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MUSIC REVIEW

New Orleans is on their minds

October 29, 2005|Steve Hochman | Special to The Times

There were three ways you could tell that you weren't in New Orleans on Thursday at the House of Blues in West Hollywood. So said actor-satirist Harry Shearer in his role as emcee of Second Line on Sunset, a showcase of, and benefit for, Crescent City musicians two months after the devastating hurricane and flood.

First, he said, "you aren't sweating." Second, trumpeter Kermit Ruffins, the evening's opening act, was not cooking up barbecue outside the club, as is his custom at home. And third, "We get to go home to a nice, dry house."

Otherwise, it almost could have been a pre-Katrina night at New Orleans' Maple Leaf or one of the clubs that line Frenchman Street. It wasn't so much due to the presence of the Neville Brothers or the Dirty Dozen Brass band, internationally known musical ambassadors who spend much of their time touring, but of Ruffins, trombonist Sammie "Big Sam" Williams, pianist Jon Cleary and veteran blues guitarist Walter "Wolfman" Washington, stars to those who know the New Orleans scene.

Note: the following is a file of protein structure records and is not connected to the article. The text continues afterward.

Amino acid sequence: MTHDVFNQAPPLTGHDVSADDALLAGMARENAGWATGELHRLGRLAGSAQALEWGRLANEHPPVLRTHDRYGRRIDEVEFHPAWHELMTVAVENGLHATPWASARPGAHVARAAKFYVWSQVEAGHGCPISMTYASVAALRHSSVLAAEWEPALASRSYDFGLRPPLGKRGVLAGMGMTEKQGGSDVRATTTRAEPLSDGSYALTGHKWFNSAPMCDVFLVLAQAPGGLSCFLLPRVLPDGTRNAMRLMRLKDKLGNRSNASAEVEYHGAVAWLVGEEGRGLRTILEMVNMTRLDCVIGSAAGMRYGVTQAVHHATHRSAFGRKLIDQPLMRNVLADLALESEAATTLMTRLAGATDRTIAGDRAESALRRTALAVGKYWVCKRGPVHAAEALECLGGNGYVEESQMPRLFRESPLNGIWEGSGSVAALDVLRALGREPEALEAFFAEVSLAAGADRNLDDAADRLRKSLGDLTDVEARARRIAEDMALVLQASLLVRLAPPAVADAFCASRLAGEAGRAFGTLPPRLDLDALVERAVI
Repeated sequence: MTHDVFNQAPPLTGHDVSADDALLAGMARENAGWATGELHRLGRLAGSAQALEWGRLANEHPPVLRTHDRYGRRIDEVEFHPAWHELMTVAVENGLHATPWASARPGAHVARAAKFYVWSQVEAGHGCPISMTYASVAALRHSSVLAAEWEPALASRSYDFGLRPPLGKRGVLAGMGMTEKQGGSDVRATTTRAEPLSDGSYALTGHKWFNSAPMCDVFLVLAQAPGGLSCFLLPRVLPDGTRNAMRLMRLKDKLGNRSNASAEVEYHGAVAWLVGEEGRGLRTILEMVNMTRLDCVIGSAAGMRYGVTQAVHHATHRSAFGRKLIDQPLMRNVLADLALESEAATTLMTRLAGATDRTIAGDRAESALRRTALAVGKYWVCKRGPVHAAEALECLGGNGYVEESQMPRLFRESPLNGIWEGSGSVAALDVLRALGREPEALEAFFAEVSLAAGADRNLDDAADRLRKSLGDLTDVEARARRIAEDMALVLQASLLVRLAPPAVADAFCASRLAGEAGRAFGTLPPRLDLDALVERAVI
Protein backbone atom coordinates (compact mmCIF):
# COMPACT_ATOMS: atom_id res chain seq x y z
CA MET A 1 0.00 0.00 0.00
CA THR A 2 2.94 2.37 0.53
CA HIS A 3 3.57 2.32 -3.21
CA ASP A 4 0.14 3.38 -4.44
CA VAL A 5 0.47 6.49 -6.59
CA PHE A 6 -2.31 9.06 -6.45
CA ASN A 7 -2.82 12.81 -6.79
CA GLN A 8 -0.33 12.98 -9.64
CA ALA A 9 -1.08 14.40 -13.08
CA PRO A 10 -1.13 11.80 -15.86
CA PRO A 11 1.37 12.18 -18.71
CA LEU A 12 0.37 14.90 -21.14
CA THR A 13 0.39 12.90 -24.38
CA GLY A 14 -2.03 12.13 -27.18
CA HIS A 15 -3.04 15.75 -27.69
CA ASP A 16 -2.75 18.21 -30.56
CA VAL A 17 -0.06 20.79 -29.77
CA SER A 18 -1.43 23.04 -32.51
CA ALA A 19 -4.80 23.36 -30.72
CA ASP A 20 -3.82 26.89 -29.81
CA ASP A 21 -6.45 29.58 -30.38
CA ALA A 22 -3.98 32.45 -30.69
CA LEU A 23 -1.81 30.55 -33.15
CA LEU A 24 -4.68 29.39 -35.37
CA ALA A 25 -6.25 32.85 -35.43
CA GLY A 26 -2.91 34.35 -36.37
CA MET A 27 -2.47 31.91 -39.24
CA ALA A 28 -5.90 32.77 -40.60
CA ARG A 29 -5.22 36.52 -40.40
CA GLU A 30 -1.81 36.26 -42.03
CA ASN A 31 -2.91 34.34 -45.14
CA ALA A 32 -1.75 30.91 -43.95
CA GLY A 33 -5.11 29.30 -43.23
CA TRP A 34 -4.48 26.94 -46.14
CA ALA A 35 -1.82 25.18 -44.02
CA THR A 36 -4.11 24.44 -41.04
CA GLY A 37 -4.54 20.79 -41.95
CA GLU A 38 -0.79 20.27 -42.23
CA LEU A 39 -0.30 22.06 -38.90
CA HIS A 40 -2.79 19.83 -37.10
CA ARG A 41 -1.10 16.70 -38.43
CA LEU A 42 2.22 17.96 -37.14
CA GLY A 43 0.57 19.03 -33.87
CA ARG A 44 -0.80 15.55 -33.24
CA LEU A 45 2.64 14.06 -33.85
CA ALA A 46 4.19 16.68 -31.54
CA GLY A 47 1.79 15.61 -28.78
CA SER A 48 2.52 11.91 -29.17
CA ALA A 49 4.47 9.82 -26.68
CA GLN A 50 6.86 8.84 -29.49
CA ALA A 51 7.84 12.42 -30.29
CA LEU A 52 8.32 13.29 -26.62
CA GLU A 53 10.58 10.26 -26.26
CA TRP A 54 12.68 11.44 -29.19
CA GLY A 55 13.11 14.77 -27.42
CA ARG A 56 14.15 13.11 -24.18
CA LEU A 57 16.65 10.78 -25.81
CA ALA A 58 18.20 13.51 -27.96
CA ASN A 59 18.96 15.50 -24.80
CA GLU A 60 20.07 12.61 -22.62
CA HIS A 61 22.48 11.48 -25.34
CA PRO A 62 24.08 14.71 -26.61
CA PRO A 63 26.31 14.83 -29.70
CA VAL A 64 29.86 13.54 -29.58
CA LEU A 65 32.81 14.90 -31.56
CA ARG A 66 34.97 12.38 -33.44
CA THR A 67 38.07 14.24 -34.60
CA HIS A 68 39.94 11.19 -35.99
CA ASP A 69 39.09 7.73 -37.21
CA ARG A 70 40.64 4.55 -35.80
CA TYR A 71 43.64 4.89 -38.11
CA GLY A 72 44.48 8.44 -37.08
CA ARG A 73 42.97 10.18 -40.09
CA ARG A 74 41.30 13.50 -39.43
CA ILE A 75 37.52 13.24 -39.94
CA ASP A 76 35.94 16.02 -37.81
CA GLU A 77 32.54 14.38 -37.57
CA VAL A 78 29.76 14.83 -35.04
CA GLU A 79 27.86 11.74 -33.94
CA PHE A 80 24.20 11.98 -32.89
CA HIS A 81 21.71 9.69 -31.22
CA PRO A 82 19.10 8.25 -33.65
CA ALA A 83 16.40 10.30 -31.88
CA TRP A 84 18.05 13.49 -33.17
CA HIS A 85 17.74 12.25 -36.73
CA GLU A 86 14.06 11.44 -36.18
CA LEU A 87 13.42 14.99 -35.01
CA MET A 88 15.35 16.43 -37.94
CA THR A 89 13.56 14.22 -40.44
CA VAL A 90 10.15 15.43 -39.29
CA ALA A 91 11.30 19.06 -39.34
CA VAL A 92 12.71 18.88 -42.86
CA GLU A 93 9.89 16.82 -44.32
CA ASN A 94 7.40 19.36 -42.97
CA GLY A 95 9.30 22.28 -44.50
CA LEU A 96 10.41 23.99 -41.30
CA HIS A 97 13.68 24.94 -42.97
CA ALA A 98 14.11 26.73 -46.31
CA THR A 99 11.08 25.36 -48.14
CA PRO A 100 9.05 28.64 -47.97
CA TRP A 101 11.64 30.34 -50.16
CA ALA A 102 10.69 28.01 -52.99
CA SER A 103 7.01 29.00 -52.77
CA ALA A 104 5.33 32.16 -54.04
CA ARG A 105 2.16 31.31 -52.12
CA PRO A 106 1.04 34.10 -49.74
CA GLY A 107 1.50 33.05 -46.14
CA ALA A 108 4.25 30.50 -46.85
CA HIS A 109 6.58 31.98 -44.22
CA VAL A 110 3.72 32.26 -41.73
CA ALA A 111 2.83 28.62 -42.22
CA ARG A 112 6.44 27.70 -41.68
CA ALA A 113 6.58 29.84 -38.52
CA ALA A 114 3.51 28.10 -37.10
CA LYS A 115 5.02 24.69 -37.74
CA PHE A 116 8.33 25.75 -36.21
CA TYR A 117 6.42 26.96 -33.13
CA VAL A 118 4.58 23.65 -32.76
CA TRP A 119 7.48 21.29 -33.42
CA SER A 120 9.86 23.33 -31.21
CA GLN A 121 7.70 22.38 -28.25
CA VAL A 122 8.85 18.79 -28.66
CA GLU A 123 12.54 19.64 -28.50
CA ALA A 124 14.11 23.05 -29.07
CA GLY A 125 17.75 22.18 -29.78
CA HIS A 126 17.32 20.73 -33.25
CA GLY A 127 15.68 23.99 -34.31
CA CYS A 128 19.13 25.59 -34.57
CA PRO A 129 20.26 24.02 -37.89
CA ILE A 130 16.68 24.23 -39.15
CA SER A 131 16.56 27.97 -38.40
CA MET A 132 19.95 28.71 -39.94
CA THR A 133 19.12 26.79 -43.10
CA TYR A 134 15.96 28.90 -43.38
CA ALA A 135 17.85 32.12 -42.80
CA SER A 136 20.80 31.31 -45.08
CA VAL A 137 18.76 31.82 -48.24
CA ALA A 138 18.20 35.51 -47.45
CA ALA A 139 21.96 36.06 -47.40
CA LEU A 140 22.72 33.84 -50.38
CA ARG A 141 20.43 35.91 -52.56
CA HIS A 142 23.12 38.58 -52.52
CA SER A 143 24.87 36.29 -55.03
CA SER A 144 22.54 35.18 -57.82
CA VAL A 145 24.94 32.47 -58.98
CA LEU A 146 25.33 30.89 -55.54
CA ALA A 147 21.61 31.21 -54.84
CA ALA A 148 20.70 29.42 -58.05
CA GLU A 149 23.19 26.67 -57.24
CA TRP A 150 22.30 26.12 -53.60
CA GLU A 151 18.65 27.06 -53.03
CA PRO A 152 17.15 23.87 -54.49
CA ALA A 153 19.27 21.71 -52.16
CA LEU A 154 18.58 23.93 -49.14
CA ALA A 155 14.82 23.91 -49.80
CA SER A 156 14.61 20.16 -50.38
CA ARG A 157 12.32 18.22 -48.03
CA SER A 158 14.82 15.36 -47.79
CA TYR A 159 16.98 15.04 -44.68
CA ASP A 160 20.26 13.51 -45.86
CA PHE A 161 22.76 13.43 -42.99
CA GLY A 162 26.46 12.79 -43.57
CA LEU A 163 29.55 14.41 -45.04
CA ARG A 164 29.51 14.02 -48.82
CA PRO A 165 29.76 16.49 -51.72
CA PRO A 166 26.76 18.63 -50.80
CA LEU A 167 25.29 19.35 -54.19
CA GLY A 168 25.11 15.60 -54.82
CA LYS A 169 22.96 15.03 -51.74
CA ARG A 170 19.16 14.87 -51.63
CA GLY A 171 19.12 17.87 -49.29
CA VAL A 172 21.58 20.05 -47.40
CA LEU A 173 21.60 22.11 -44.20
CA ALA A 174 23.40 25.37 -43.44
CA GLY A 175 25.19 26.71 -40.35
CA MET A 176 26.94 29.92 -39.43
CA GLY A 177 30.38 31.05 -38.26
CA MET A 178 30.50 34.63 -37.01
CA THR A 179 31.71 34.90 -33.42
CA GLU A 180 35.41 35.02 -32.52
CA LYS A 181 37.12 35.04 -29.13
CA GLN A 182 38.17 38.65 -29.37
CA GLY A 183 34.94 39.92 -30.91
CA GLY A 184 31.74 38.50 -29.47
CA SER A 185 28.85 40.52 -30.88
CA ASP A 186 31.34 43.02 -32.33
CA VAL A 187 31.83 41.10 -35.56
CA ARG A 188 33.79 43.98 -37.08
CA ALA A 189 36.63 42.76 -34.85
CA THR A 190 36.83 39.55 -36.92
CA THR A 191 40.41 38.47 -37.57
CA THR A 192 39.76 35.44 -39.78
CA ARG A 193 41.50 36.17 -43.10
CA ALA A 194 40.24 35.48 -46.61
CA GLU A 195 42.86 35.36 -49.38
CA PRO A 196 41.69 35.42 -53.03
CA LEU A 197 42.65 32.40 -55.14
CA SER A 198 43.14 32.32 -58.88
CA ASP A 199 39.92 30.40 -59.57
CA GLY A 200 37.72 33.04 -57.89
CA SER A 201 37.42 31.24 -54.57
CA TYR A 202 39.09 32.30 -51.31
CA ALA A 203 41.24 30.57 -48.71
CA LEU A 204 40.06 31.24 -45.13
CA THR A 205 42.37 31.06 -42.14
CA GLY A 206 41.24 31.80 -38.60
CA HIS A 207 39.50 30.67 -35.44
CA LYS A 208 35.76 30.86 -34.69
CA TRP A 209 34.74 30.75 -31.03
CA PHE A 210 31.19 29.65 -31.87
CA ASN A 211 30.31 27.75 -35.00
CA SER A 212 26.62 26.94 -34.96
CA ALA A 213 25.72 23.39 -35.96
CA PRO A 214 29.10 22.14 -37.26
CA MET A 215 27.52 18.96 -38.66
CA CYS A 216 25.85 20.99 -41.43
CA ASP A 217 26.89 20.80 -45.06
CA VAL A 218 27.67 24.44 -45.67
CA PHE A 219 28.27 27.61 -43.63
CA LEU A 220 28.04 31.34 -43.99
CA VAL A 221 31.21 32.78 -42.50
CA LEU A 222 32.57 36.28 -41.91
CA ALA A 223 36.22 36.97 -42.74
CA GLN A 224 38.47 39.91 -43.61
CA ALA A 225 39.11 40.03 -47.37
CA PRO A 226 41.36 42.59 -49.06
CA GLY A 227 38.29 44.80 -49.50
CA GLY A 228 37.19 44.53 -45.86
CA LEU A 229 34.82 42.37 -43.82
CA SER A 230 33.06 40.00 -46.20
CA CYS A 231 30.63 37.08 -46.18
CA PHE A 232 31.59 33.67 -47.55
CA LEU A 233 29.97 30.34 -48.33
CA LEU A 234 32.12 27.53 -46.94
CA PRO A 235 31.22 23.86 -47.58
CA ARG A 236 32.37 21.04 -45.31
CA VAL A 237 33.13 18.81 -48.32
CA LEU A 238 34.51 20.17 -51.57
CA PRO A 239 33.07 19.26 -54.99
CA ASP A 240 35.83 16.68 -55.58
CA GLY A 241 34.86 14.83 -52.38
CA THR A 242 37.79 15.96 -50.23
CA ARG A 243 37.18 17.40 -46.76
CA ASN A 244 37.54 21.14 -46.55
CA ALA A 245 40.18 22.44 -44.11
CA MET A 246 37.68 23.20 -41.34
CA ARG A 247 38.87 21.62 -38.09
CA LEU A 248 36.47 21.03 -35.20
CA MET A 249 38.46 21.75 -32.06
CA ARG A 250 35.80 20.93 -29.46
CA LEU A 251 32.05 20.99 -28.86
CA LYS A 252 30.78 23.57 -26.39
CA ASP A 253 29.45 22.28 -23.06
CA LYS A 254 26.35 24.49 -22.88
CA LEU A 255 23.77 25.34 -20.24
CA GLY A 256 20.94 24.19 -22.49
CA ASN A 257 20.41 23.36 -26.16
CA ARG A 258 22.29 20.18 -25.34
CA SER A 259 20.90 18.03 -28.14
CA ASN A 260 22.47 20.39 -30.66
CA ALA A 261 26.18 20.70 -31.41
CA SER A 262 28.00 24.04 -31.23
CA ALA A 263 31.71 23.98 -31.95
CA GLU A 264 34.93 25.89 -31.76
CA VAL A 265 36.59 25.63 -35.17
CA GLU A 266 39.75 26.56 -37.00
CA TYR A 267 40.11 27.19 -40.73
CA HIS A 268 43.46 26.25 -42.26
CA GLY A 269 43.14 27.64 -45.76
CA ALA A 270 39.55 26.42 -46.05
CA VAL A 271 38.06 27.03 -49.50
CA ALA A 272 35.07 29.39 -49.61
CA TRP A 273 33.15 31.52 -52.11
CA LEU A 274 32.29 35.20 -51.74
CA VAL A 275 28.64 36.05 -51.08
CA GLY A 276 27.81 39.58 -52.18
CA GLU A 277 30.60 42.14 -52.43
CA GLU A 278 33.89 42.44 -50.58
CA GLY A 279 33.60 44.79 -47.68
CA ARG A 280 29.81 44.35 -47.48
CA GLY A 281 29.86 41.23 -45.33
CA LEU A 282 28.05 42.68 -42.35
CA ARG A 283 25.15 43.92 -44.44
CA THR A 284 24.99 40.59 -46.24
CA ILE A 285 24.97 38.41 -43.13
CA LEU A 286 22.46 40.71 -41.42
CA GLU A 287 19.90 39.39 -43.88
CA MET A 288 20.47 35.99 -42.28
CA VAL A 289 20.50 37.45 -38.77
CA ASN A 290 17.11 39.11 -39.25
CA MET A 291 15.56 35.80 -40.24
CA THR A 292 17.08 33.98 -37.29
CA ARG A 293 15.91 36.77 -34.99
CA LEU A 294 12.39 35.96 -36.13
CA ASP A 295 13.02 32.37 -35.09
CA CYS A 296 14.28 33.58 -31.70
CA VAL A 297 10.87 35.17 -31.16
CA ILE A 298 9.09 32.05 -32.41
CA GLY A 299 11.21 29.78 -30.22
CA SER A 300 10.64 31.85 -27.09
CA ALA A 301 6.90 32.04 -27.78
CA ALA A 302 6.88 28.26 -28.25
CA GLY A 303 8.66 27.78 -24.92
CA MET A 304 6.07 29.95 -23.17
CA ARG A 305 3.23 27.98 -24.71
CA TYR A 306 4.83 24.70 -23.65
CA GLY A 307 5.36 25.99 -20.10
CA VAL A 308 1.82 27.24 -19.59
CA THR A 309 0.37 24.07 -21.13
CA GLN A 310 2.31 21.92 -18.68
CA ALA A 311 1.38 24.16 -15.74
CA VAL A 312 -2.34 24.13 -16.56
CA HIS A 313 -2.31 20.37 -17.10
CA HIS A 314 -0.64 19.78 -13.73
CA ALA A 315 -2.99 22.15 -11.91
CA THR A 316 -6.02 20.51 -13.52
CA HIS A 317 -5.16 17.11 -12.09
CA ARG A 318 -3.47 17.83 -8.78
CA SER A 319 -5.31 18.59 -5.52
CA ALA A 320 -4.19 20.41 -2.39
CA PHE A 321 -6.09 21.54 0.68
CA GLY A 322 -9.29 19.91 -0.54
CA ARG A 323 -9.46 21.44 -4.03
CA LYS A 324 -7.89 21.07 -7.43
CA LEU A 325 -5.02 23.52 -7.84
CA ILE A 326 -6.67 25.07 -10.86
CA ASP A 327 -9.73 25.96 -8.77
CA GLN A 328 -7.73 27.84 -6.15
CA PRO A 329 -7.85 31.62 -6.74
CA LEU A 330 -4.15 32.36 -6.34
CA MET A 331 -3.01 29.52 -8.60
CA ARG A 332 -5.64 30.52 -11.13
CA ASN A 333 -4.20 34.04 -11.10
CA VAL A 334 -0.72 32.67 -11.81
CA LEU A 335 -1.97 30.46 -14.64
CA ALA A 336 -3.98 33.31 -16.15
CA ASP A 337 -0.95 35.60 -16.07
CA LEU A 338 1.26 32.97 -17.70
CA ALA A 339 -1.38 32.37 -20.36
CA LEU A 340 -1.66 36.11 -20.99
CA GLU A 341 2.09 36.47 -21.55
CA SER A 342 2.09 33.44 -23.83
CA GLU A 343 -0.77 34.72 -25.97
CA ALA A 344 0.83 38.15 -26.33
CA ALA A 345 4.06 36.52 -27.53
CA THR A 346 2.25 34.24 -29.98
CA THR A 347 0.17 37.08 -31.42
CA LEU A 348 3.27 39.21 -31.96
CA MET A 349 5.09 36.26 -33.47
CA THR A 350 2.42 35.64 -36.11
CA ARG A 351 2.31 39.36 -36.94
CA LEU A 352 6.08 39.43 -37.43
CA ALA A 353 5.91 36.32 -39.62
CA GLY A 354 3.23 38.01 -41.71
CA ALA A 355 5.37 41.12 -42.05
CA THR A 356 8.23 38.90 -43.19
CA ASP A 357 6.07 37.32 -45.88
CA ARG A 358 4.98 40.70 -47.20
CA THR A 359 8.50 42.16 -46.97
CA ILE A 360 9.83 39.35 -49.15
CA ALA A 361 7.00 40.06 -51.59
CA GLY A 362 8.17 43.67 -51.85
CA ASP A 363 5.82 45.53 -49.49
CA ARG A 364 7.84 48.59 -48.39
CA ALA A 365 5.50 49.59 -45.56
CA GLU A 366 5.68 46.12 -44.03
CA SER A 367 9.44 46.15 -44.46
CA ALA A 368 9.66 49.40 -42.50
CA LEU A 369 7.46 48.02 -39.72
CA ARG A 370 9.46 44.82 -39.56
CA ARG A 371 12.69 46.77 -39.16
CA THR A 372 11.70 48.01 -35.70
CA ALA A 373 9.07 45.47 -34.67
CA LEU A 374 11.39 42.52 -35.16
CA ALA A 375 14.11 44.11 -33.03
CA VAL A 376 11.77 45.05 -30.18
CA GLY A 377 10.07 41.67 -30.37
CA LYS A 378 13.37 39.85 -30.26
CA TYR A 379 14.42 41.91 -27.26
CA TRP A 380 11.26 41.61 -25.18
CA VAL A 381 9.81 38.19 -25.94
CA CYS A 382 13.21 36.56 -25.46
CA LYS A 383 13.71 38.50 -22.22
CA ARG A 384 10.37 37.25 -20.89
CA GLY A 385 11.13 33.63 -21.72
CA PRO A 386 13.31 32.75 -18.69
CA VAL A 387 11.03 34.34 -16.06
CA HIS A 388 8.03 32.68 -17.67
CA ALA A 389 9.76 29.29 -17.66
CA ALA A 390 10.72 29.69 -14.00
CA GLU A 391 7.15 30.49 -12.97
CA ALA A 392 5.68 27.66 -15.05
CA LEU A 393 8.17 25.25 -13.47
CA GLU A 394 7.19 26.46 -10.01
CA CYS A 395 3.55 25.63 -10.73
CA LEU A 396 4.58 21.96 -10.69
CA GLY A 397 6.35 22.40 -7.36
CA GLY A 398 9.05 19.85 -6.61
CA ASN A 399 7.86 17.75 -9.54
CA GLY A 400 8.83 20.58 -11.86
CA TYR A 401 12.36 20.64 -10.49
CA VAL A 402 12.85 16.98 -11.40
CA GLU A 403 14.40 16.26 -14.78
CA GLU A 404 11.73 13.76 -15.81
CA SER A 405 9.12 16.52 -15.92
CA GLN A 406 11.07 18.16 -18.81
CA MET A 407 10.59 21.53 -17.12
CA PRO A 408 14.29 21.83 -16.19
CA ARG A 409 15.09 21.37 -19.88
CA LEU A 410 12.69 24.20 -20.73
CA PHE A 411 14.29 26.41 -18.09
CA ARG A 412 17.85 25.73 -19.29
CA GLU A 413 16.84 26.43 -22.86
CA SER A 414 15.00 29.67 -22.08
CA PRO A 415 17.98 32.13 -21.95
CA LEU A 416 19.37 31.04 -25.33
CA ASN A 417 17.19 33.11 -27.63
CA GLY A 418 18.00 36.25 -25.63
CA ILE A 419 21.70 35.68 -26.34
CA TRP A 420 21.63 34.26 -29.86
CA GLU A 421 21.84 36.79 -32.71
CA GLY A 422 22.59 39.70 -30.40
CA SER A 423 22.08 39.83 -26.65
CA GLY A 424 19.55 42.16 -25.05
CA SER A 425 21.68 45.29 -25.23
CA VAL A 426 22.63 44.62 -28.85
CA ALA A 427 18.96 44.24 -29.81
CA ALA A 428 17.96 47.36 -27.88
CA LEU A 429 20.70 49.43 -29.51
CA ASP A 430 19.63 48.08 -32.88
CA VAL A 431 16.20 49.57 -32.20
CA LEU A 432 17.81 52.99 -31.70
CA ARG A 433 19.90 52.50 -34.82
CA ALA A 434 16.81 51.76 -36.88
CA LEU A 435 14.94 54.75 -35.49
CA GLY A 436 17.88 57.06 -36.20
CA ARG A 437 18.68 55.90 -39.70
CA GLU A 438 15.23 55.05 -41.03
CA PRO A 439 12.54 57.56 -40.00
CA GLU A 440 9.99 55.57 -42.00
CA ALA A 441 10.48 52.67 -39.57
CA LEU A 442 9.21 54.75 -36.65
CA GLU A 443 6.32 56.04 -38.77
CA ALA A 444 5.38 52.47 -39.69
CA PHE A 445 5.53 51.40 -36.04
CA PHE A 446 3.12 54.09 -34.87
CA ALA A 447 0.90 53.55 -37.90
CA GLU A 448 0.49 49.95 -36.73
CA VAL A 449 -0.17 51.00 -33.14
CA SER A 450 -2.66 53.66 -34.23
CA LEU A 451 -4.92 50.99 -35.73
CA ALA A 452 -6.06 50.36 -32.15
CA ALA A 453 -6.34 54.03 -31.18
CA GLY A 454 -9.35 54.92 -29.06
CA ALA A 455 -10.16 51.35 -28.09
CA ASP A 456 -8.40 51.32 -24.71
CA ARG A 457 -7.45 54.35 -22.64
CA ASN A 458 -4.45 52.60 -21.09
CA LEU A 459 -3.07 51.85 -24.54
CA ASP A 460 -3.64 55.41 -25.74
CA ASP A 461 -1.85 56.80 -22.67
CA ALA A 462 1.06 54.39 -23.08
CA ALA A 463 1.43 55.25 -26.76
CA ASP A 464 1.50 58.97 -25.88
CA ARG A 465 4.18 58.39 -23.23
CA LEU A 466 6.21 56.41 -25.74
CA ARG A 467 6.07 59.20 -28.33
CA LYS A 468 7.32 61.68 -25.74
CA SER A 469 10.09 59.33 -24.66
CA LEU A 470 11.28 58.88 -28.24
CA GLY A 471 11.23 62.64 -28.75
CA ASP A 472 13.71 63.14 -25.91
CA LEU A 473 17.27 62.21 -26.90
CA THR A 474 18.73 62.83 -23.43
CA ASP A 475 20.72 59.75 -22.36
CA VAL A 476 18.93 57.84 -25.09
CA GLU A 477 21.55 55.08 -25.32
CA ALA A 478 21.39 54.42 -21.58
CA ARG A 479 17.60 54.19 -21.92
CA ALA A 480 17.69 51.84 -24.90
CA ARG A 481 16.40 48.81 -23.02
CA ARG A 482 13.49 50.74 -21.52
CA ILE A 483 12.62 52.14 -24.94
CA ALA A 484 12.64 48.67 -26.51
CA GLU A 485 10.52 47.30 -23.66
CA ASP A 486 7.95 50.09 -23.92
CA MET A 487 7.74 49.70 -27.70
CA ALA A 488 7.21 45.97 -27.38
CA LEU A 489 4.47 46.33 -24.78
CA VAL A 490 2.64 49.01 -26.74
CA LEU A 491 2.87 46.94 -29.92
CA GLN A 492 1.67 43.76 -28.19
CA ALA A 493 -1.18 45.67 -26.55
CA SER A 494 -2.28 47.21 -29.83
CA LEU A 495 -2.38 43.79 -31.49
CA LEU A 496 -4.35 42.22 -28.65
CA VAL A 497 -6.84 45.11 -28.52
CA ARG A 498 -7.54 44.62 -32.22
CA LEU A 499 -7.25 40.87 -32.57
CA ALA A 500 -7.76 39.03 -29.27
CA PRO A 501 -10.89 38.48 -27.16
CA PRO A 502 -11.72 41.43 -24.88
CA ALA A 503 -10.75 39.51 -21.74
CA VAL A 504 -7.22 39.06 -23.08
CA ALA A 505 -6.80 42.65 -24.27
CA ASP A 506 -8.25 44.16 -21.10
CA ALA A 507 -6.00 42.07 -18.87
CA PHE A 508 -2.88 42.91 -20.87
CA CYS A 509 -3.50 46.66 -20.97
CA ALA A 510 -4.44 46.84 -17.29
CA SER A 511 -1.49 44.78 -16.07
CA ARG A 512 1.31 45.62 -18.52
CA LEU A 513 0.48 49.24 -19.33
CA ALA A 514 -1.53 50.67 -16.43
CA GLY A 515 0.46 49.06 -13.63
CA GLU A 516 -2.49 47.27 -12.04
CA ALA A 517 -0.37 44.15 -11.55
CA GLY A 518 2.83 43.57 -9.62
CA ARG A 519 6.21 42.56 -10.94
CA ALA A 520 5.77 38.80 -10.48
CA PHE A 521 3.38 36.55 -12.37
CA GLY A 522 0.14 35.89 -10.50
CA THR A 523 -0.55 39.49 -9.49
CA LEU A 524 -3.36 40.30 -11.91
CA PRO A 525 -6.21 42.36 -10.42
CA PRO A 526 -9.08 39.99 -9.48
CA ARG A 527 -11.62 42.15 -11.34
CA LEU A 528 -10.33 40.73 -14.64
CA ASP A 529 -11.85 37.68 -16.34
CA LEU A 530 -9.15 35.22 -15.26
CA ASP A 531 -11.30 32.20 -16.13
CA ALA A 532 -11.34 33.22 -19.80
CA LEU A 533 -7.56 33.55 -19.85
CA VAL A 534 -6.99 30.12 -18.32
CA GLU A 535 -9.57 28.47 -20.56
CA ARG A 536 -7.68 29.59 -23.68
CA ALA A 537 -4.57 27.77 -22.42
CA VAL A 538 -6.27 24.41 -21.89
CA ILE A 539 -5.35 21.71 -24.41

That was exactly the point of this show, which benefited the Louisiana Cultural Economy Initiative and the MusiCares Hurricane Relief Fund, but it also gave a gig to the musicians, many of whom lost their homes and the venues they usually play.

Dancing, big grins and shouts of "Yeah you right!" punctuated the roiling rhythms and blaring brass, as befitting a second line, the part of a New Orleans funeral in which mourners turn celebrants, embracing life and joy.

Ruffins, a young player linking Louis Armstrong roots with forward-looking spirit, was joined for a second-line blast by members of the Dirty Dozen, the band that revived and revitalized brass-band traditions more than 25 years ago. English transplant Cleary and Ivan Neville paired for a lively can-you-top-this two-piano clinic on the styles of Professor Longhair, James Booker and Fats Domino. Then Cleary brought up his band, the Absolute Monster Gentlemen, with Williams and Washington coming along to turn up the heat.

The Nevilles closed with a set concisely showing why the four brothers are tagged "the first family of New Orleans funk," mixing Mardi Gras struts with soul balladry and robust R&B.

Throughout the evening, musicians sat in with each other, crossed genres and generations, blending jazz, funk, blues and gospel. It's all part of a music culture that is about continuity and evolution -- a scene that is very much alive. Just like its city.

"I'll see you back in New Orleans," Cleary declared.

Yeah you right!

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